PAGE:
Egypt remains in political turmoil a year after a military council took over from Mubarak, when popular demonstrations forced him to end his 30-year rule.

The Muslim Brotherhood, while not involved in the protests has called for a coalition government to replace the military-appointed one criticised for its handling of soccer violence in Port Said in which at least 74 people were killed.

“The people want the overthrow of the Marshal,” activists chanted during the march in Cairo, referring to Field Marshal Mohamed Hussein Tantawi, who heads the army council.

“We are here to tell Tantawi and the military council to hand over power. This is a peaceful march and it will stay so,” activist Sara Kamel said. “Since the generals have come to power, they haven’t done anything for Egypt and they want to continue Mubarak’s legacy.”

Army units blocked access to the defence ministry, where the walls on one side of the complex had been repainted to hide graffiti plastered on by activists.

“Congratulations on the new paint. Down with military rule,” read one line sprayed across the wall.

Egypt’s religious authorities called on unions and youth groups to scrap plans for a wave of strikes aimed at forcing the Supreme Council of the Armed Forces (SCAF) from power, saying the people must show duty to the nation and spare its economy.

Young activists ignored the calls, chanting “civil disobedience is legitimate, civil disobedience against poverty and hunger”, as some people cheered protesters from their balconies, while others criticised them for snarling traffic.

The army has deployed extra soldiers and tanks to protect state buildings and public property in the build-up to the strike, which has highlighted deep divisions between liberal and leftist youth groups on one side and the army, Islamist politicians and religious leaders on the other.

Hundreds also marched in the coastal city of Alexandria.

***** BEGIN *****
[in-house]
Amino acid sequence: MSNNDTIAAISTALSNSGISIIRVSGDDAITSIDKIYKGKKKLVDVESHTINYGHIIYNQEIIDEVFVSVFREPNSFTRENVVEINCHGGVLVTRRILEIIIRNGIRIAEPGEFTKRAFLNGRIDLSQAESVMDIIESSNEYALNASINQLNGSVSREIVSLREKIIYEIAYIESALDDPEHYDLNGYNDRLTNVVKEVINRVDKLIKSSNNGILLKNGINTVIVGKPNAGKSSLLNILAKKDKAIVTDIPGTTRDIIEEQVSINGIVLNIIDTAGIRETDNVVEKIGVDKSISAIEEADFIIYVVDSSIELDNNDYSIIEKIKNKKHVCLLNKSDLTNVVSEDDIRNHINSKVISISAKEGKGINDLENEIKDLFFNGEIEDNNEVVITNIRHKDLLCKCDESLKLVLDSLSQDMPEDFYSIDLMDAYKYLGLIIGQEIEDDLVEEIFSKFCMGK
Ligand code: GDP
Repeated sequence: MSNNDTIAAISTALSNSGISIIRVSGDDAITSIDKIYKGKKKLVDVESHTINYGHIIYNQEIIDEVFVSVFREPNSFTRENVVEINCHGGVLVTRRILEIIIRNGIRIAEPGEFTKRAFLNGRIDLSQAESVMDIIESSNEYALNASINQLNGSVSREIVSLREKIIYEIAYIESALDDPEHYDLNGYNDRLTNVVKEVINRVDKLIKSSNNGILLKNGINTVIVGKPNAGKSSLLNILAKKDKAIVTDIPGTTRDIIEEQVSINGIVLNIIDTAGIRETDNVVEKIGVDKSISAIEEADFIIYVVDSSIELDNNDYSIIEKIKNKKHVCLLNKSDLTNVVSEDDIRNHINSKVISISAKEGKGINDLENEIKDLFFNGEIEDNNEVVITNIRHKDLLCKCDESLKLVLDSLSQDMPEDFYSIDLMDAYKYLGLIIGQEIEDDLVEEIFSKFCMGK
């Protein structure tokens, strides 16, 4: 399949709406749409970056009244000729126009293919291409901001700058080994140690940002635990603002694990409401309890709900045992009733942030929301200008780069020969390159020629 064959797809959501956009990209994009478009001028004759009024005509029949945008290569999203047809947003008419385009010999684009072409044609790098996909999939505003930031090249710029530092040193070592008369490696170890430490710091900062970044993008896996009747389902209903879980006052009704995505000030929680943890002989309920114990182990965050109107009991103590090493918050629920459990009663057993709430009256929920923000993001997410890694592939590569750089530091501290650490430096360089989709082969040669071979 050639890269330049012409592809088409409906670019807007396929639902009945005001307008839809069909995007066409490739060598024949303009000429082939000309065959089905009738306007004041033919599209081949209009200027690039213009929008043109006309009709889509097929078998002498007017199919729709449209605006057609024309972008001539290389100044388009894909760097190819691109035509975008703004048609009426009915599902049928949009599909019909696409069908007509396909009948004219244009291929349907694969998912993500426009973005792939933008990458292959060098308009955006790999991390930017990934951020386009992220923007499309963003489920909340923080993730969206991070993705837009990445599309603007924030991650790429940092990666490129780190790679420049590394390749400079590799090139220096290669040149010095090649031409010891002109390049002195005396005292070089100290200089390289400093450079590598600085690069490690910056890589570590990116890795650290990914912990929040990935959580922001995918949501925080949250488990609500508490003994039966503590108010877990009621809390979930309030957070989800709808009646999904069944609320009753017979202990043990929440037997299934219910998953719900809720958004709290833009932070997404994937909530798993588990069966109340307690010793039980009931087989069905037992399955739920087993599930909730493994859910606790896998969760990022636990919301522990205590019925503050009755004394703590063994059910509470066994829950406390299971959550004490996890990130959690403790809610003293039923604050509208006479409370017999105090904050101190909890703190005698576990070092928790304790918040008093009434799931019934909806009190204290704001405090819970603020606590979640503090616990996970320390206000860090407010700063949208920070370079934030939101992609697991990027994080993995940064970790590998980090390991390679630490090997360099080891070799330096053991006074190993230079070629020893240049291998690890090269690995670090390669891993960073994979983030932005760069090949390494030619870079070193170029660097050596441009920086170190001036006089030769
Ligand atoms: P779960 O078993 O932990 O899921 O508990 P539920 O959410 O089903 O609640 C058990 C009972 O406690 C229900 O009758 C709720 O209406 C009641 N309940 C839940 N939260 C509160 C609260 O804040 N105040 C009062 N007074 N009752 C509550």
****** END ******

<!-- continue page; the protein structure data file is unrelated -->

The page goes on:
Until a new president is elected, the Brotherhood had talked of using its large parliamentary presence to press the army-backed interim cabinet led by Prime Minister Kamal al-Ganzouri to govern in what it sees as Egypt’s long-term interests.

But after 15 people were killed in days of clashes between police and protesters angered by the Port Said deaths, the Islamist group has hardened its tone.

“The government has failed in managing the country. In any nation in the world, such a disaster would force a cabinet to give up power,” Mahmoud Ghozlan, a Brotherhood spokesman, said.

The Brotherhood took the biggest share of seats in parliament in a phased election completed last month.

“We cannot go on like this forever. Egypt needs a firm government that enacts the rule of law and that is serious about the transition,” Ghozlan said, adding that the call for a coalition government could prompt the generals to dismiss Ganzouri’s cabinet.

“This proposal, will no doubt reach the ears of the military council,” he said.

A military source denied to the state news agency any intention to sack Ganzouri’s cabinet, saying it would stay in power until the military hands over to an elected president.

Hussein Ibrahim, an official of the Brotherhood’s Freedom and Justice Party, told Reuters the party was ready to form a coalition government but had not started any negotiations yet.

The Brotherhood is also under pressure from youth activists who are convinced the movement is doing the army’s bidding.

“The Brotherhood and SCAF have struck a deal and since they have come to power, they have betrayed the revolution,” said Mohamed Ahmed, a 14-year-old student. (Additional reporting by Saad el-Hoseiny and Marwa Awad; Editing by Alistair Lyon)